Diabetic Ketoacidosis – Ketoacidosis, or diabetic ketoacidosis (DKA) in people with diabetes, occurs when a person does not have enough insulin to provide glucose to cells for energy. The body responds by breaking down its fat stores (into ketones) for energy, resulting in high levels of ketones in the blood. Ketones are acidic molecules, so an increased level of ketones can cause the blood to become more acidic – which prevents the body from functioning fully. DKA can be life threatening and must be treated immediately.
Gestational Diabetes – Gestational diabetes can develop during pregnancy, if a woman’s body cannot produce enough insulin to keep blood sugar levels in a target range. Gestational diabetes is usually temporary, and blood sugar levels will often stabilize after childbirth.
Glucagon – Glucagon is a hormone (a natural chemical made by your body) that prompts the body to release stored sugar into your bloodstream. Glucagon is used to treat people with diabetes for severe hypoglycemia at home.
Glucose levels, blood sugar levels – Blood sugar, or blood glucose, comes from the food that we eat and serves as our body’s main source of energy. Your blood sugar level refers to the amount of glucose in your blood at a specific moment in time.
Hyperglycemia – Hyperglycemia (high blood sugar) is defined as a glucose value above 180 mg/dL. Hyperglycemia is often a result of insufficient insulin, not enough physical activity, or too much food (particularly those high in carbohydrates). Over time, hyperglycemia can lead to major long-term health complications.
Insulin – Insulin is a critical hormone in the body that facilitates the uptake of glucose into the cells and lowers blood sugar levels. People with type 1 diabetes and some people with type 2 diabetes need to take insulin because their bodies either cannot produce enough insulin (insulin deficiency) or cannot respond well to their own insulin (called insulin resistance).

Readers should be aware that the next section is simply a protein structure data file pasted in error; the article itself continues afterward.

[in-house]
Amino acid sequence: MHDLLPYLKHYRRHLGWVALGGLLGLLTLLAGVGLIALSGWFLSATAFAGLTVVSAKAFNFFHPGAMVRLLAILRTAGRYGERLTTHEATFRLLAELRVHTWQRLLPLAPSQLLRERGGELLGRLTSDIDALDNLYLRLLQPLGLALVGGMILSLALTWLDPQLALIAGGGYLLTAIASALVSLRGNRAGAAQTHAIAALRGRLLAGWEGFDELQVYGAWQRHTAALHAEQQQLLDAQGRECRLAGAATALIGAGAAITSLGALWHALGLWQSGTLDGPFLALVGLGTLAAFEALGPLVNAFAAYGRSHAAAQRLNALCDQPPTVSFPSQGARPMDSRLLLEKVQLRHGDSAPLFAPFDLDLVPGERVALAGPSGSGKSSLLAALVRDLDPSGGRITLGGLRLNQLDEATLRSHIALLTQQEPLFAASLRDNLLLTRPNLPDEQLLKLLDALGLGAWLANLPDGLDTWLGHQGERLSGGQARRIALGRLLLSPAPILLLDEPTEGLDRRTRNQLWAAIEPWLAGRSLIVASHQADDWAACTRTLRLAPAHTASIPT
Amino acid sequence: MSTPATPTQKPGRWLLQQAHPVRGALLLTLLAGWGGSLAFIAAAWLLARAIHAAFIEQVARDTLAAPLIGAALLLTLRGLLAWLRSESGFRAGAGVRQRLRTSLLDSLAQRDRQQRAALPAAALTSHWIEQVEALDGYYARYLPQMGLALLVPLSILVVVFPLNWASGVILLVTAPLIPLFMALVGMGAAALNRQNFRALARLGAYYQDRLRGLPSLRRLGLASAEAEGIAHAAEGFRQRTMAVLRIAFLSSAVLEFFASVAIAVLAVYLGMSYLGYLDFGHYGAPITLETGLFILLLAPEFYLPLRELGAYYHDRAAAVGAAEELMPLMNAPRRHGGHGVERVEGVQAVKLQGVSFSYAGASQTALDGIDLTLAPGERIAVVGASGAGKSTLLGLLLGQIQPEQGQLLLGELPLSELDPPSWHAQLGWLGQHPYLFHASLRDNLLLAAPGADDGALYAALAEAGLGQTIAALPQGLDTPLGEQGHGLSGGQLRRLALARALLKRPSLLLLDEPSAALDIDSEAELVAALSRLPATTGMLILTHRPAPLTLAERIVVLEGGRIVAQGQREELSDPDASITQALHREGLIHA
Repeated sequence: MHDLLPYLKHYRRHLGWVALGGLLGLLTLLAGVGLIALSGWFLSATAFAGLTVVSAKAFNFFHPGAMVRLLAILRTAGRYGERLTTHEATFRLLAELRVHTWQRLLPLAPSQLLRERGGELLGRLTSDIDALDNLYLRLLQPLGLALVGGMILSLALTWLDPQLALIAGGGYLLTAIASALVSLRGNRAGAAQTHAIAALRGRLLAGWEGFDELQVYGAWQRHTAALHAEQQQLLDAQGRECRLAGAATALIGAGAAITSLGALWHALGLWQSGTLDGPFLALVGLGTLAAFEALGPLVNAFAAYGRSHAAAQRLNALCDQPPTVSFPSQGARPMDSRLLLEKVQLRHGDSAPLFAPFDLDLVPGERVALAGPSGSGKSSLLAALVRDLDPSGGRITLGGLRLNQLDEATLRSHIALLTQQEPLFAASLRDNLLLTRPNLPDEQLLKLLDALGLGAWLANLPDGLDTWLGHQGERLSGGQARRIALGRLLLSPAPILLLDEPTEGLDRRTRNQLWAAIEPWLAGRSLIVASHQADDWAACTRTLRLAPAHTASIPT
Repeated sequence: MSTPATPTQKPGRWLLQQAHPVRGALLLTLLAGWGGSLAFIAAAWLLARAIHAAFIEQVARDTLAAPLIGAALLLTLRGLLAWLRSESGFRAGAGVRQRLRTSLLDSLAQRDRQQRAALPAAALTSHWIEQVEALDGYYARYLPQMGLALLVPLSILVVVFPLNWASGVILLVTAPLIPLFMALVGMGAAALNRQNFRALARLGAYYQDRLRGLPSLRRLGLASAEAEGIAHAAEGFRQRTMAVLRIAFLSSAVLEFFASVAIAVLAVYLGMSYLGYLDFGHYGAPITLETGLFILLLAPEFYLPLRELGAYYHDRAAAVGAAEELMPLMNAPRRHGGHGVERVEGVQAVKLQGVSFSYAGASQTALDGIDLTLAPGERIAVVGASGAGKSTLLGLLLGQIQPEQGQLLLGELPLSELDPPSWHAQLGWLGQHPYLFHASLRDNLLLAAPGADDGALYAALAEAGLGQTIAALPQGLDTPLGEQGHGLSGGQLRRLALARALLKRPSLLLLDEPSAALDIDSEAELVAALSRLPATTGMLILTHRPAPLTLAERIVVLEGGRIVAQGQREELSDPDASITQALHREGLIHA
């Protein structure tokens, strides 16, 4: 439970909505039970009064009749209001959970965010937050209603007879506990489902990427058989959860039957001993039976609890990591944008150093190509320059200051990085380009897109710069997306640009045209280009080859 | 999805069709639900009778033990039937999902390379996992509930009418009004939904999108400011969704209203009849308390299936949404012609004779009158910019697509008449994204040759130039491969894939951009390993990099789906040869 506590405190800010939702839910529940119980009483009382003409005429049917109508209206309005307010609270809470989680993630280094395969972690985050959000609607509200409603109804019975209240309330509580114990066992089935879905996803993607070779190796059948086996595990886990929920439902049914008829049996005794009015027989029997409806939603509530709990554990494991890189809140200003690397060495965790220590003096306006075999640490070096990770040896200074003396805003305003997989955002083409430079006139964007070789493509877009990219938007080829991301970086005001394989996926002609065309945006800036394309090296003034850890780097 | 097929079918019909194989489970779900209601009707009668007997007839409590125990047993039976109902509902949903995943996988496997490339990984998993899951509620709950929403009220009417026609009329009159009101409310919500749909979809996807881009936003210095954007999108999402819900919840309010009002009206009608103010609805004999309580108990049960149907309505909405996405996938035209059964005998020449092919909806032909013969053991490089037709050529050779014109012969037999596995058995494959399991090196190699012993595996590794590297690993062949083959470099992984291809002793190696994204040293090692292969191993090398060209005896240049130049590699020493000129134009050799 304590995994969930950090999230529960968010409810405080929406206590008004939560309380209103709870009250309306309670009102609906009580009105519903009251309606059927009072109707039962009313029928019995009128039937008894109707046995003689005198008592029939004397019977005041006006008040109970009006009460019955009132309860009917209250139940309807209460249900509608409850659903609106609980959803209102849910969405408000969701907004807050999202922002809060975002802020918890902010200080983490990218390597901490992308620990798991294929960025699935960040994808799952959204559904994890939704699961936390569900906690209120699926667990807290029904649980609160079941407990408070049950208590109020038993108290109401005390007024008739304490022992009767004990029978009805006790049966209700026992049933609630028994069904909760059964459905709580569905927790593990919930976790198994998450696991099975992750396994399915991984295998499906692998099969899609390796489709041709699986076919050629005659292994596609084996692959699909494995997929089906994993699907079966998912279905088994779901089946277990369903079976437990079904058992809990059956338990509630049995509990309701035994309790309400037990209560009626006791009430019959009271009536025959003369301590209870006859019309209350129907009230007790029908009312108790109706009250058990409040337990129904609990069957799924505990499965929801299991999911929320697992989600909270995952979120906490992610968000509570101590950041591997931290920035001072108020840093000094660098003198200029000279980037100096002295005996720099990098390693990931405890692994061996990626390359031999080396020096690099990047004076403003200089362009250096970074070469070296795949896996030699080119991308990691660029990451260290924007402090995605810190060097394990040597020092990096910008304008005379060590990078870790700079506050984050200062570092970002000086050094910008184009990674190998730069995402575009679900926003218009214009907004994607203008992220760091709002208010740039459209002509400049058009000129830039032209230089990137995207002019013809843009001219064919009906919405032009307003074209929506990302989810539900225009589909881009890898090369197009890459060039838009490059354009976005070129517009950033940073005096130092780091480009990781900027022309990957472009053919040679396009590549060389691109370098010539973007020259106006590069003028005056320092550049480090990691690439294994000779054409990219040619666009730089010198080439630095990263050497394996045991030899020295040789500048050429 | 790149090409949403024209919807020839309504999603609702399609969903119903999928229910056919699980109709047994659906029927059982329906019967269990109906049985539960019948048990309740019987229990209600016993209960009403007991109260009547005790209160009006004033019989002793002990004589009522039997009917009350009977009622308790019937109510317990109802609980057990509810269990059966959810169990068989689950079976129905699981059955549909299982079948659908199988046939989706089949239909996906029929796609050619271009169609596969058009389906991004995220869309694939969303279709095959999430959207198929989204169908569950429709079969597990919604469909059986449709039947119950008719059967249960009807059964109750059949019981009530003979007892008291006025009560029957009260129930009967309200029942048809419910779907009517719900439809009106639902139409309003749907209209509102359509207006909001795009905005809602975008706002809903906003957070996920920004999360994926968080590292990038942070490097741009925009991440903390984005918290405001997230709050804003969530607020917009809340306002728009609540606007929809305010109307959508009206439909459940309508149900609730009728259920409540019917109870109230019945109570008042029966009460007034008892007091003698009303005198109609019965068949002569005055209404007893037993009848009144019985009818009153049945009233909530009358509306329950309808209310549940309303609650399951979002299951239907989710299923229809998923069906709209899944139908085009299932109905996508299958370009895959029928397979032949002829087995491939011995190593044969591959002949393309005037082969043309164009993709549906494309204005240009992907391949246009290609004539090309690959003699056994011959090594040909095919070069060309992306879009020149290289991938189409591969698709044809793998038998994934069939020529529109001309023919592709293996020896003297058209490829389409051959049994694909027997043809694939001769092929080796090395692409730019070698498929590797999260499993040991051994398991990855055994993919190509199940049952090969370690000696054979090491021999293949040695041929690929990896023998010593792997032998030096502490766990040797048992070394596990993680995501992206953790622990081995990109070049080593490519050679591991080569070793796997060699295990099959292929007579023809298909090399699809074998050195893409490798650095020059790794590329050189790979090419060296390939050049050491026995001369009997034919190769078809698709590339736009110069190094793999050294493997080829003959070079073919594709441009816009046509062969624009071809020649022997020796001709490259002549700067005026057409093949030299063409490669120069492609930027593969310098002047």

Insulin Pump – Insulin pumps are devices that deliver insulin in the body without the need for manual injections. They are able to administer rapid-acting insulin in both basal (slow) and bolus (mealtime) capacities, and often come with built-in bolus dose calculators.
Hypoglycemia – Hypoglycemia (low blood sugar) is defined as a glucose value below 70 mg/dL. Hypoglycemia is usually a result of diabetes treatment, often because there is too much insulin in the body. Common symptoms of hypoglycemia include hunger, sweating, and fatigue. Severe hypoglycemia can result in seizures and loss of consciousness.
Latent Autoimmune Diabetes in Adults (LADA) – LADA is a slow-progressing form of autoimmune diabetes. Like type 1 diabetes, in LADA, your pancreas stops producing enough insulin. But unlike type 1, with LADA, you often won’t need insulin for several months up to years after you’ve been diagnosed and the condition is often diagnosed in people over the age of 30. This often means that people who have LADA are misdiagnosed with type 2 diabetes initially.
Other diabetes drugs – For people with type 2 diabetes, there are other common drugs that help lower blood glucose levels. Each one has a slightly different mode of action, and they can have varying effects and benefits depending on the person. These include: metformin, SGLT-2 inhibitors, GLP-1 receptor agonists, sulfonylureas (SFU), thiazolidines (TZD), and DPP-4 inhibitors.
Prediabetes – Prediabetes is a reversible condition in which the body has higher than normal blood sugars. If left unnoticed or untreated, blood sugars can continue to rise, resulting in type 2 diabetes.
Time in Range – Time in Range (TIR) is the percentage of time that a person spends with their blood glucose levels in a target range. The range will vary depending on the person, but general guidelines suggest a range of 70-180 mg/dl for most people with diabetes. TIR can be measured using a CGM.